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Salmon farming industry must stop using wild-caught fish as feed, say Cambridge scientists

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An extra 6.1 million tonnes of seafood would be available for human consumption and 3.7 million tonnes of fish could be left in the sea each year if we ate the wild-caught fish currently used as feed in salmon farming, scientists have found.

Using fish by-products such as trimmings for salmon feed, rather than whole wild-caught fish would deliver major nutritional and sustainable benefits, according to a study co-led by scientists at the universities of Cambridge, Lancaster and Liverpool with Feedback Global, an environmental organisation.

A Scottish salmon farm
A Scottish salmon farm

Aquaculture is the world’s fastest growing food sector and often presented as a way of relieving pressure on wild fish stocks. But Atlantic salmon, and other aquaculture fish, are farmed using fish oil and meal made from millions of tonnes of wild-caught fish that is mostly food-grade.

The scientists’ examination of the Scottish salmon farming industry explored the data on fish nutrient content, fishmeal and fish oil composition and salmon production, while examining the transfer of micronutrients from feed to fish.

They found more than half of the essential dietary minerals and fatty acids available in wild fish are lost when these fish are fed to farmed salmon.

Dr David Willer, a researcher in the University of Cambridge’s Department of Zoology and first author of the paper, said: “Fish and seafood provide a vital and valuable micronutrient-rich food source to people worldwide, and we must make sure we are using this resource efficiently. Eating more wild fish and using alternative feeds in salmon farms can achieve this.”

Atlantic salmon
Atlantic salmon

The team examined alternative production scenarios in which salmon were produced using fish by-products alone, and added more wild-caught fish, mussels or carp for human consumption.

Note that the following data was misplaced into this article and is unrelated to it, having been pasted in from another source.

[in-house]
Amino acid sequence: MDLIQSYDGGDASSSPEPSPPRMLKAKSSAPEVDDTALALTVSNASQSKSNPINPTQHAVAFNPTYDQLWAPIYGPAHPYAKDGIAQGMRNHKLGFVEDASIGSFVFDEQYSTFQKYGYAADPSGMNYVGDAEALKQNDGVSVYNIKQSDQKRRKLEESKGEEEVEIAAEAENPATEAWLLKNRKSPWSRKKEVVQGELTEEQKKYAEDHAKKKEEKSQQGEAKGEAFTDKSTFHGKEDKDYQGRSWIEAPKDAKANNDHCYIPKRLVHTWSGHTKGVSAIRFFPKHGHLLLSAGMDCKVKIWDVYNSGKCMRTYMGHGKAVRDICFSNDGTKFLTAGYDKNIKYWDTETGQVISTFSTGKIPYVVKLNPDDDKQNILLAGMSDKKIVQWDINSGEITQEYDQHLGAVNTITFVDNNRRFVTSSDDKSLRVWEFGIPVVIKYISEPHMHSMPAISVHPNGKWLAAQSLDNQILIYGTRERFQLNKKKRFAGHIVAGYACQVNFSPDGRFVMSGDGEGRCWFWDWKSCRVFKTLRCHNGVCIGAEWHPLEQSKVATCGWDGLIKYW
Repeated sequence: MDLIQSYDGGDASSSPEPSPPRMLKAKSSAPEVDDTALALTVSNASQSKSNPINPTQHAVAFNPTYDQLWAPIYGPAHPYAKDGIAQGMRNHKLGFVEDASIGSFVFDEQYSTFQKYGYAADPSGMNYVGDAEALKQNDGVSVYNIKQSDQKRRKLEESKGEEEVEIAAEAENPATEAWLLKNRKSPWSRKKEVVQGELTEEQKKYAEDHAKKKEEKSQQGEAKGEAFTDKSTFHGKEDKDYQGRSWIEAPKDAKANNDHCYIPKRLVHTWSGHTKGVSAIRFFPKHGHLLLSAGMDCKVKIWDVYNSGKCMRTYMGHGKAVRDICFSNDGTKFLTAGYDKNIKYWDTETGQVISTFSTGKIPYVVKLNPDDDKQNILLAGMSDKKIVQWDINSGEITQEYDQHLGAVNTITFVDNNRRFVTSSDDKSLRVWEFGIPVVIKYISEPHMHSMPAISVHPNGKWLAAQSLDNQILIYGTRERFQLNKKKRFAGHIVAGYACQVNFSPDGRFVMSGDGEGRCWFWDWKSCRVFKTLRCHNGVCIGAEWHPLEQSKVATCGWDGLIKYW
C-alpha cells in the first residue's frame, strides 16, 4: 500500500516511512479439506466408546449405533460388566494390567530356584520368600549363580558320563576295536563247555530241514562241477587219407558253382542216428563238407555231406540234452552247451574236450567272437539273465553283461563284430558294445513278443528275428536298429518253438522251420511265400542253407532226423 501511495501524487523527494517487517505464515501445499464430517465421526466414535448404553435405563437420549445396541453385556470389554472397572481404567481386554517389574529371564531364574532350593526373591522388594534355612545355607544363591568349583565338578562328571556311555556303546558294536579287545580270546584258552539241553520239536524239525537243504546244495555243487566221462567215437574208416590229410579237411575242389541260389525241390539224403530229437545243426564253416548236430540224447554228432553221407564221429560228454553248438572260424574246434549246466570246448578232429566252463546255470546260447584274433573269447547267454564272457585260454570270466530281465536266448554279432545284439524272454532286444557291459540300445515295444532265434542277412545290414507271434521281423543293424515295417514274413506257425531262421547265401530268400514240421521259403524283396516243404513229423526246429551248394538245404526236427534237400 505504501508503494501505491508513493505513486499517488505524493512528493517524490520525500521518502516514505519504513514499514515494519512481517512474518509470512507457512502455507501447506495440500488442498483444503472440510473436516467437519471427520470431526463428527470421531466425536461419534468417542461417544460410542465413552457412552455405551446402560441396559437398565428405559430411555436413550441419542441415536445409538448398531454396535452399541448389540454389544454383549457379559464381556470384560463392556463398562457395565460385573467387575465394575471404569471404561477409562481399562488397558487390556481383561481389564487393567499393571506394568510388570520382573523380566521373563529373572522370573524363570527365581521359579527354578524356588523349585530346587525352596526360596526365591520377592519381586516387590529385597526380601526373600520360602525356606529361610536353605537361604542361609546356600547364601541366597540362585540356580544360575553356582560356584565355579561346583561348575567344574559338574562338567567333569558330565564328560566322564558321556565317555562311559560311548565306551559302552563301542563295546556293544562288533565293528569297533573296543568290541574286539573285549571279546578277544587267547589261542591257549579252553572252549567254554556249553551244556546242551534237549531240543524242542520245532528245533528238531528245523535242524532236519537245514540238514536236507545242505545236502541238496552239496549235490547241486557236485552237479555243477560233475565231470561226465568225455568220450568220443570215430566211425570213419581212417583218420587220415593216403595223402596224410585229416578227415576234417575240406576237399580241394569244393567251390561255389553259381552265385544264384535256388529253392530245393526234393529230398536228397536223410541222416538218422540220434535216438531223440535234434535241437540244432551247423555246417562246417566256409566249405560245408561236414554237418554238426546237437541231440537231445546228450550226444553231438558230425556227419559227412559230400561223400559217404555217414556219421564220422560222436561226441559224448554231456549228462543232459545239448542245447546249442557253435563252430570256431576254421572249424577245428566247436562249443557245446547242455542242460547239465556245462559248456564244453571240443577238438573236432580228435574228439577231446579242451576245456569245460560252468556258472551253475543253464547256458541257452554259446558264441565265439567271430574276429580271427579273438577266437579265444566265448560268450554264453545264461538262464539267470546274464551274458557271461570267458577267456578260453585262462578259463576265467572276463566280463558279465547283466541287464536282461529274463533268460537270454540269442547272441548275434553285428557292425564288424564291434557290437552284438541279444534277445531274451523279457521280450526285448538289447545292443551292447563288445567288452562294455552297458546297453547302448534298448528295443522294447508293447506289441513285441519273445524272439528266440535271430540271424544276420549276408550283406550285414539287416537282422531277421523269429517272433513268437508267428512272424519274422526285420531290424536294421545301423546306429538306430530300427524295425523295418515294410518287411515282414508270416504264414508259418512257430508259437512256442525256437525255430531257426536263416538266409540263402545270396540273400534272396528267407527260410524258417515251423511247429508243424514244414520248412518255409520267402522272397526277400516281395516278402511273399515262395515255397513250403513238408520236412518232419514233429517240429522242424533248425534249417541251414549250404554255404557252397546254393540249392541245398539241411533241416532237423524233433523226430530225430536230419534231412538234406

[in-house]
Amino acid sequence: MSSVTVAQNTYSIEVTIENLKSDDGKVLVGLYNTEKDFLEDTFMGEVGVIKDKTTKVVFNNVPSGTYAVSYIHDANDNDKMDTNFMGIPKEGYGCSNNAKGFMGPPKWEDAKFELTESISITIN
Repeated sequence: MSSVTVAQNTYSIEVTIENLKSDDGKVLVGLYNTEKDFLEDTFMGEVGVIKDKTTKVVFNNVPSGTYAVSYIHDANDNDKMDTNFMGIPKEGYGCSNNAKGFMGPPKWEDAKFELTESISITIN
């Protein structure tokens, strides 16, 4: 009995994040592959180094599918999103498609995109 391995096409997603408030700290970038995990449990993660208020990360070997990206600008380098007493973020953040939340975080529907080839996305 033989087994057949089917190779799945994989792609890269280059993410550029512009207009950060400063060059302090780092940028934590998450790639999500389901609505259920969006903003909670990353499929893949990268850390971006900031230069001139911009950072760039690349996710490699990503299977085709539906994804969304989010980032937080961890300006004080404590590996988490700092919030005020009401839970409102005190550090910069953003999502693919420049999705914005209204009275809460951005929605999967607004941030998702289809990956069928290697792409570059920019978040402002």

All of these scenarios produced a greater amount of seafood that was more nutritious than salmon, and left 66 to 82 per cent of feed fish in the sea.

Feedback’s Dr Karen Luyckx said: “If we want to feed a growing global population well and sustainably, we must stop catching wild fish to feed farmed fish. Until the salmon industry kicks its wild-caught fish oil and fishmeal habit, chefs and retailers should help citizens switch away from unsustainable salmon by offering ultra-nutritious mussels and small oily fish instead.”

More needs to be known about the source and species composition of fishmeal, say the authors of the study published in the journal PLOS Sustainability and Transformation, although there are positive signs that the use of plant-based feeds is growing.

Dr James Robinson, of Lancaster University, said: “Aquaculture, including salmon farming, has an important role in meeting global food demand, but nutritious wild fish should be prioritised for local consumption rather than salmon feed, particularly if it is caught in food-insecure places.

“Support for alternative feeds can help this transition, but we still need more data on the volumes and species used for fishmeal and fish oil, as this can show where salmon farming places additional pressure on fish stocks.”

Salmon for sale
Salmon for sale

Dr Willer added: “If we want to feed the growing global population well and sustainably, we must stop catching wild fish to feed farmed fish. There is an urgent need for the food industry to promote consumption of more sustainable seafood species - like mussels or carp - that don’t require other fish as feed.”

This research was funded by the Cambridge Philosophical Society, via a Henslow Fellowship to David Willer.

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